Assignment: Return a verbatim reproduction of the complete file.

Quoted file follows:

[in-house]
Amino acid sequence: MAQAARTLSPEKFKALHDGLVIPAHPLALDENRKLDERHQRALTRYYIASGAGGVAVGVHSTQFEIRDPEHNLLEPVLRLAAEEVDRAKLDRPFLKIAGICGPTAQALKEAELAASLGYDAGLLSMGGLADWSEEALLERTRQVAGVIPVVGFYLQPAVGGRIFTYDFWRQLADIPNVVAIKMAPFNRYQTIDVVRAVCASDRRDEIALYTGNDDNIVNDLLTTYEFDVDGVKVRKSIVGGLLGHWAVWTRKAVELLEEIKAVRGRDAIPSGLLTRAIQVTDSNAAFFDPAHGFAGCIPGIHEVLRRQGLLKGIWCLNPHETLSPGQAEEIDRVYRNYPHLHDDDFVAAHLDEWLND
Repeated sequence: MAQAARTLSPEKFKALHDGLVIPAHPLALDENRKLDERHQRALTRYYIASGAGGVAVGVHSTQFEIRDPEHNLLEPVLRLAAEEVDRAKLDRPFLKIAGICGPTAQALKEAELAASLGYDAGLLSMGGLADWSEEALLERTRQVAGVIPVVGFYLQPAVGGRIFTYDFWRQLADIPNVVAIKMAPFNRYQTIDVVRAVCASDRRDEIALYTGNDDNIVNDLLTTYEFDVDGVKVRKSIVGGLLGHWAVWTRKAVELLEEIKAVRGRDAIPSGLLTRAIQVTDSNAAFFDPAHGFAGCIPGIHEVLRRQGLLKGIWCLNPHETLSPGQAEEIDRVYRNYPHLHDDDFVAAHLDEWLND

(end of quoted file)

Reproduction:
[in-house]
Amino acid sequence: MAQAARTLSPEKFKALHDGLVIPAHPLALDENRKLDERHQRALTRYYIASGAGGVAVGVHSTQFEIRDPEHNLLEPVLRLAAEEVDRAKLDRPFLKIAGICGPTAQALKEAELAASLGYDAGLLSMGGLADWSEEALLERTRQVAGVIPVVGFYLQPAVGGRIFTYDFWRQLADIPNVVAIKMAPFNRYQTIDVVRAVCASDRRDEIALYTGNDDNIVNDLLTTYEFDVDGVKVRKSIVGGLLGHWAVWTRKAVELLEEIKAVRGRDAIPSGLLTRAIQVTDSNAAFFDPAHGFAGCIPGIHEVLRRQGLLKGIWCLNPHETLSPGQAEEIDRVYRNYPHLHDDDFVAAHLDEWLND
Repeated sequence: MAQAARTLSPEKFKALHDGLVIPAHPLALDENRKLDERHQRALTRYYIASGAGGVAVGVHSTQFEIRDPEHNLLEPVLRLAAEEVDRAKLDRPFLKIAGICGPTAQALKEAELAASLGYDAGLLSMGGLADWSEEALLERTRQVAGVIPVVGFYLQPAVGGRIFTYDFWRQLADIPNVVAIKMAPFNRYQTIDVVRAVCASDRRDEIALYTGNDDNIVNDLLTTYEFDVDGVKVRKSIVGGLLGHWAVWTRKAVELLEEIKAVRGRDAIPSGLLTRAIQVTDSNAAFFDPAHGFAGCIPGIHEVLRRQGLLKGIWCLNPHETLSPGQAEEIDRVYRNYPHLHDDDFVAAHLDEWLND